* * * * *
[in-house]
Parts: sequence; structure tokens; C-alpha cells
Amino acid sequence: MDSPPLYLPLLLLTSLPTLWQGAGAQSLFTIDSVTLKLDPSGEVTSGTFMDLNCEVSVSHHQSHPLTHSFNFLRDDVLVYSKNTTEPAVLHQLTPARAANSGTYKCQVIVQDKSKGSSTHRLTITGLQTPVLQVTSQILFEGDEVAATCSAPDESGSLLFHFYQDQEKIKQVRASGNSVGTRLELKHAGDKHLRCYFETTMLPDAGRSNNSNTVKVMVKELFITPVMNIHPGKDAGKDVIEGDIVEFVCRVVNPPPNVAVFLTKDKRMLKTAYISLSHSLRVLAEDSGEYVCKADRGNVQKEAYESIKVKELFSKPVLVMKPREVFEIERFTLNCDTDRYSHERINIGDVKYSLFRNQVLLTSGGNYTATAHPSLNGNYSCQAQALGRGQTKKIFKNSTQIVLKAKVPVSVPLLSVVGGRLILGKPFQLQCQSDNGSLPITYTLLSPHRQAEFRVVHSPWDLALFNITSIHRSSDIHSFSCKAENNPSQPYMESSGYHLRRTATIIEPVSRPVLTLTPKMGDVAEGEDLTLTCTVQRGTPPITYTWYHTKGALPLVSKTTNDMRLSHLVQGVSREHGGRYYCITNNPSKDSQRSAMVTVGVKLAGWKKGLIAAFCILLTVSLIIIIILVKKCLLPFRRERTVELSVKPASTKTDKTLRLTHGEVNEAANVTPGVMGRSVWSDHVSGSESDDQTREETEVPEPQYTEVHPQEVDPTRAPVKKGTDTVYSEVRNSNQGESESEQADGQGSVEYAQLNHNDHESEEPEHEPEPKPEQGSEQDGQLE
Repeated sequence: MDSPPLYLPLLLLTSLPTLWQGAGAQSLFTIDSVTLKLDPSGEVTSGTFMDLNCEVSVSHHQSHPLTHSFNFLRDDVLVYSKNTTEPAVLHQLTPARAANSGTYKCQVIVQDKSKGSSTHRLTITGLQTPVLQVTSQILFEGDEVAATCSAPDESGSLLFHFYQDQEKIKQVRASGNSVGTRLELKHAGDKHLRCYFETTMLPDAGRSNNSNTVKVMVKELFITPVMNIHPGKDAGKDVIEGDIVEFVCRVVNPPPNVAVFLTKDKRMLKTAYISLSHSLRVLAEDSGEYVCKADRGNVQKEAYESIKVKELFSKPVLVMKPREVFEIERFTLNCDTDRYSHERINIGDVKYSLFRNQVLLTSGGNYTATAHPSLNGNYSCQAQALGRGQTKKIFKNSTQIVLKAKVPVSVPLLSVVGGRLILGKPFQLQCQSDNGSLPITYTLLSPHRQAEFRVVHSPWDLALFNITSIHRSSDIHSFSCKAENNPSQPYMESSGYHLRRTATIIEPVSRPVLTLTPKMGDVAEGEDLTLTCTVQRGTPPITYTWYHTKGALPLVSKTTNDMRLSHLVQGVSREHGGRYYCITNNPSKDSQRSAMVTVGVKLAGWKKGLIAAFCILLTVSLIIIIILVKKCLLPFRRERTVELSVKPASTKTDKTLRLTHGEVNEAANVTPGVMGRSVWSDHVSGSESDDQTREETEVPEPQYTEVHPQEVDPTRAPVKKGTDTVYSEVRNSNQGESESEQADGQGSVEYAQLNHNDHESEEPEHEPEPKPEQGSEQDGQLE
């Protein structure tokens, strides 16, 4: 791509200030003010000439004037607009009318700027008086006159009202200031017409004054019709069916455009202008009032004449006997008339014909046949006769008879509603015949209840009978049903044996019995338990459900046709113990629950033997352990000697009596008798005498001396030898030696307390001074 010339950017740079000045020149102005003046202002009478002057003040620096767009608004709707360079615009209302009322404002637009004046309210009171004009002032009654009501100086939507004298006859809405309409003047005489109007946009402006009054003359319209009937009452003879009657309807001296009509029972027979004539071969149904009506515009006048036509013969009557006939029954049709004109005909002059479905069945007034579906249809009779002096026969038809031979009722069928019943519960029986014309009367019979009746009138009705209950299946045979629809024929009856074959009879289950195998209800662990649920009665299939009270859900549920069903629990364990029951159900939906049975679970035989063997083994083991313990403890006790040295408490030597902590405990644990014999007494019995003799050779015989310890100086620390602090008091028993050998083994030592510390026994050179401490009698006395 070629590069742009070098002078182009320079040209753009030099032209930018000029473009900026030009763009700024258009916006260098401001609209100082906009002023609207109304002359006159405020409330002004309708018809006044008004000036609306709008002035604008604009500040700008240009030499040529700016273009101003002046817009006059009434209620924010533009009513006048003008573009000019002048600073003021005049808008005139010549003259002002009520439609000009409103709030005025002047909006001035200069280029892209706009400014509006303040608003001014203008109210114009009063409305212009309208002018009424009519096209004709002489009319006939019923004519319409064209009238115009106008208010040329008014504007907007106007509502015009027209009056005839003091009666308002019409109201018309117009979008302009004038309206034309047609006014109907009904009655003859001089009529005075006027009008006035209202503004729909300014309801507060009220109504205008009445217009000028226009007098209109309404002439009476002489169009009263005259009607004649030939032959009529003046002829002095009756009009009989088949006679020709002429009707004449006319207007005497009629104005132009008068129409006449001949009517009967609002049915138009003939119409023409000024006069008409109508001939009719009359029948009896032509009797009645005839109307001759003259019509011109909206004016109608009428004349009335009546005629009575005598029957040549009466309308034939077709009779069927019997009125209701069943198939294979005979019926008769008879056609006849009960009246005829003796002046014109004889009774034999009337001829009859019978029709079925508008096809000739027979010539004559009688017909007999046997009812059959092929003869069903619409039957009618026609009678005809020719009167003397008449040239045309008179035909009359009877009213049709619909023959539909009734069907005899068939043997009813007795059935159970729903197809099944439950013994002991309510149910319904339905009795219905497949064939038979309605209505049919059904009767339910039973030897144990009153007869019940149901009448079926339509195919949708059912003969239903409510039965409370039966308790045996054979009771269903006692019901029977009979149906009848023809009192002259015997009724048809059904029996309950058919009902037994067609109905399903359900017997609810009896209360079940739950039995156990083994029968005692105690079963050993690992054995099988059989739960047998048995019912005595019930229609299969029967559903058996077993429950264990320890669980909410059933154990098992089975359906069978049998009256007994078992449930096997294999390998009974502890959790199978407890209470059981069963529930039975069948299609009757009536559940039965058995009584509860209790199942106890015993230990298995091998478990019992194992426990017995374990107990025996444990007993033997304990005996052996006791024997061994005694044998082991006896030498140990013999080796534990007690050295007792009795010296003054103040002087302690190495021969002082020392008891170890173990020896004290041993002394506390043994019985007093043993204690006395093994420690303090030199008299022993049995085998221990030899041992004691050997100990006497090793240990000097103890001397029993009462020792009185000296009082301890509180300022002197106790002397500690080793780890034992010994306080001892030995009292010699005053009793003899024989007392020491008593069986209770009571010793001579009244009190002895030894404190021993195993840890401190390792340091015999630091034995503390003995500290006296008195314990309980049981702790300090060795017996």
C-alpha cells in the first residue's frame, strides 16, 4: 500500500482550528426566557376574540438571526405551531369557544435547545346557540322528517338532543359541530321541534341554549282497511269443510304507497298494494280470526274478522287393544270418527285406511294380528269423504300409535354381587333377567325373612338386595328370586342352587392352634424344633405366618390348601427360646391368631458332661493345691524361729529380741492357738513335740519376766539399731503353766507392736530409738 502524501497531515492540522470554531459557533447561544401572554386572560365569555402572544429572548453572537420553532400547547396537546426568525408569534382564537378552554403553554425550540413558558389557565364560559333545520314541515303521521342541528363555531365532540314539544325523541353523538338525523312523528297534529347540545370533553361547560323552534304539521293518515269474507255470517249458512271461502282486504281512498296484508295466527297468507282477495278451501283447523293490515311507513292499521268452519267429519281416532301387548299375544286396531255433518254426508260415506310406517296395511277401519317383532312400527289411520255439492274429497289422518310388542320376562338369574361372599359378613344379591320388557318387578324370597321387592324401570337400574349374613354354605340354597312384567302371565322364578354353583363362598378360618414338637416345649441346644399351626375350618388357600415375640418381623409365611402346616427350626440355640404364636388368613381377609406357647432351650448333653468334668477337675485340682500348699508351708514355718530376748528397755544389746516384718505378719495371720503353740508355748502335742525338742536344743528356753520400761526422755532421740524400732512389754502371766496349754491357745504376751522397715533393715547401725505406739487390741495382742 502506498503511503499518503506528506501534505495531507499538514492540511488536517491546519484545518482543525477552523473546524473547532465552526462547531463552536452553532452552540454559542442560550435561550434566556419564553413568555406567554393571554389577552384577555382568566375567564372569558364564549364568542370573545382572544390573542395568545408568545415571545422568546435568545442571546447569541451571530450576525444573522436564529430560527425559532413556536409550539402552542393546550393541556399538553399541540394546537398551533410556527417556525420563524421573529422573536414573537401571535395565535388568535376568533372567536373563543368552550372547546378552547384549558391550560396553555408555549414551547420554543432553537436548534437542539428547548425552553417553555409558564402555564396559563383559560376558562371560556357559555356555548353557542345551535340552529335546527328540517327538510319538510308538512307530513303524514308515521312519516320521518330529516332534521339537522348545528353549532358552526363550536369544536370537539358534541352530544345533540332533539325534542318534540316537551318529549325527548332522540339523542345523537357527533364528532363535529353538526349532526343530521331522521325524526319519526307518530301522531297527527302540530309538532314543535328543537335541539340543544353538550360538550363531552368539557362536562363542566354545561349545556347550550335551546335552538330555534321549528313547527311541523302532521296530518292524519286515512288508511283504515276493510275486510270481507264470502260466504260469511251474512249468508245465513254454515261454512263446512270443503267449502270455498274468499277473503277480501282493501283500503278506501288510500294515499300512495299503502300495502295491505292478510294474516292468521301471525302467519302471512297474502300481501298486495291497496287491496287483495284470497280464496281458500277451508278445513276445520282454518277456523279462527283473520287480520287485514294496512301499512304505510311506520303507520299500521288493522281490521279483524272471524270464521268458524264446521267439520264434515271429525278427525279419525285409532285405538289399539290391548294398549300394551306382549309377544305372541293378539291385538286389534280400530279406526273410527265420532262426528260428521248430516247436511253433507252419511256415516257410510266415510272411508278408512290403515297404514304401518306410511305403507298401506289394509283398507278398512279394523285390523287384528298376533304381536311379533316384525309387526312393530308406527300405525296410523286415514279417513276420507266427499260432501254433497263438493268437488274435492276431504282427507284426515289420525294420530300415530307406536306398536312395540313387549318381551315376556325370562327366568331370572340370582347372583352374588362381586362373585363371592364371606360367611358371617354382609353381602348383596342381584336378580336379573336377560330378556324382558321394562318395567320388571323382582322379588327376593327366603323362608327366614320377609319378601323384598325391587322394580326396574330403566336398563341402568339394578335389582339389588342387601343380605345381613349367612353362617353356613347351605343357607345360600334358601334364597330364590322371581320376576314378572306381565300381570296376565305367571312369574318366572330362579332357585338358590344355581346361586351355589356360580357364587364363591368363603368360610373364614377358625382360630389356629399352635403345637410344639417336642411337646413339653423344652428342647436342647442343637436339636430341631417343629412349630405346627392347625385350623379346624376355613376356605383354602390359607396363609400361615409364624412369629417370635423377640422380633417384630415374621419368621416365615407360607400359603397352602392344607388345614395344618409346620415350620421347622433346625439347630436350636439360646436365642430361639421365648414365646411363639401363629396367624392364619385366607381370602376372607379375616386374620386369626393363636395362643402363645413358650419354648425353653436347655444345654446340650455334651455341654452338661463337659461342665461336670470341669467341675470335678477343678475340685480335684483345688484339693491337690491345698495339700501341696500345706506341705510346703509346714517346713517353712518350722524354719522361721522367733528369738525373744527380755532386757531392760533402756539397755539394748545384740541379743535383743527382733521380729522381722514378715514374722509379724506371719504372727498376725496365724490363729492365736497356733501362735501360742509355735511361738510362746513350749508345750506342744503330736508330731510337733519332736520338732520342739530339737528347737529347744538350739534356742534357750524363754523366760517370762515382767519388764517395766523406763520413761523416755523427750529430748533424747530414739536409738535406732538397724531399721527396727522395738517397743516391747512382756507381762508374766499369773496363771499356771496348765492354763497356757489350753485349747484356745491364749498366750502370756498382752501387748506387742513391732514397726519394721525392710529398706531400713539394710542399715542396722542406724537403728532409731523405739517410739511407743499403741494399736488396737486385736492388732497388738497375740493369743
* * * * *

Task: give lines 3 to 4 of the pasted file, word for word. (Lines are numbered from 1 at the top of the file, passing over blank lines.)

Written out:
Amino acid sequence: MDSPPLYLPLLLLTSLPTLWQGAGAQSLFTIDSVTLKLDPSGEVTSGTFMDLNCEVSVSHHQSHPLTHSFNFLRDDVLVYSKNTTEPAVLHQLTPARAANSGTYKCQVIVQDKSKGSSTHRLTITGLQTPVLQVTSQILFEGDEVAATCSAPDESGSLLFHFYQDQEKIKQVRASGNSVGTRLELKHAGDKHLRCYFETTMLPDAGRSNNSNTVKVMVKELFITPVMNIHPGKDAGKDVIEGDIVEFVCRVVNPPPNVAVFLTKDKRMLKTAYISLSHSLRVLAEDSGEYVCKADRGNVQKEAYESIKVKELFSKPVLVMKPREVFEIERFTLNCDTDRYSHERINIGDVKYSLFRNQVLLTSGGNYTATAHPSLNGNYSCQAQALGRGQTKKIFKNSTQIVLKAKVPVSVPLLSVVGGRLILGKPFQLQCQSDNGSLPITYTLLSPHRQAEFRVVHSPWDLALFNITSIHRSSDIHSFSCKAENNPSQPYMESSGYHLRRTATIIEPVSRPVLTLTPKMGDVAEGEDLTLTCTVQRGTPPITYTWYHTKGALPLVSKTTNDMRLSHLVQGVSREHGGRYYCITNNPSKDSQRSAMVTVGVKLAGWKKGLIAAFCILLTVSLIIIIILVKKCLLPFRRERTVELSVKPASTKTDKTLRLTHGEVNEAANVTPGVMGRSVWSDHVSGSESDDQTREETEVPEPQYTEVHPQEVDPTRAPVKKGTDTVYSEVRNSNQGESESEQADGQGSVEYAQLNHNDHESEEPEHEPEPKPEQGSEQDGQLE
Repeated sequence: MDSPPLYLPLLLLTSLPTLWQGAGAQSLFTIDSVTLKLDPSGEVTSGTFMDLNCEVSVSHHQSHPLTHSFNFLRDDVLVYSKNTTEPAVLHQLTPARAANSGTYKCQVIVQDKSKGSSTHRLTITGLQTPVLQVTSQILFEGDEVAATCSAPDESGSLLFHFYQDQEKIKQVRASGNSVGTRLELKHAGDKHLRCYFETTMLPDAGRSNNSNTVKVMVKELFITPVMNIHPGKDAGKDVIEGDIVEFVCRVVNPPPNVAVFLTKDKRMLKTAYISLSHSLRVLAEDSGEYVCKADRGNVQKEAYESIKVKELFSKPVLVMKPREVFEIERFTLNCDTDRYSHERINIGDVKYSLFRNQVLLTSGGNYTATAHPSLNGNYSCQAQALGRGQTKKIFKNSTQIVLKAKVPVSVPLLSVVGGRLILGKPFQLQCQSDNGSLPITYTLLSPHRQAEFRVVHSPWDLALFNITSIHRSSDIHSFSCKAENNPSQPYMESSGYHLRRTATIIEPVSRPVLTLTPKMGDVAEGEDLTLTCTVQRGTPPITYTWYHTKGALPLVSKTTNDMRLSHLVQGVSREHGGRYYCITNNPSKDSQRSAMVTVGVKLAGWKKGLIAAFCILLTVSLIIIIILVKKCLLPFRRERTVELSVKPASTKTDKTLRLTHGEVNEAANVTPGVMGRSVWSDHVSGSESDDQTREETEVPEPQYTEVHPQEVDPTRAPVKKGTDTVYSEVRNSNQGESESEQADGQGSVEYAQLNHNDHESEEPEHEPEPKPEQGSEQDGQLE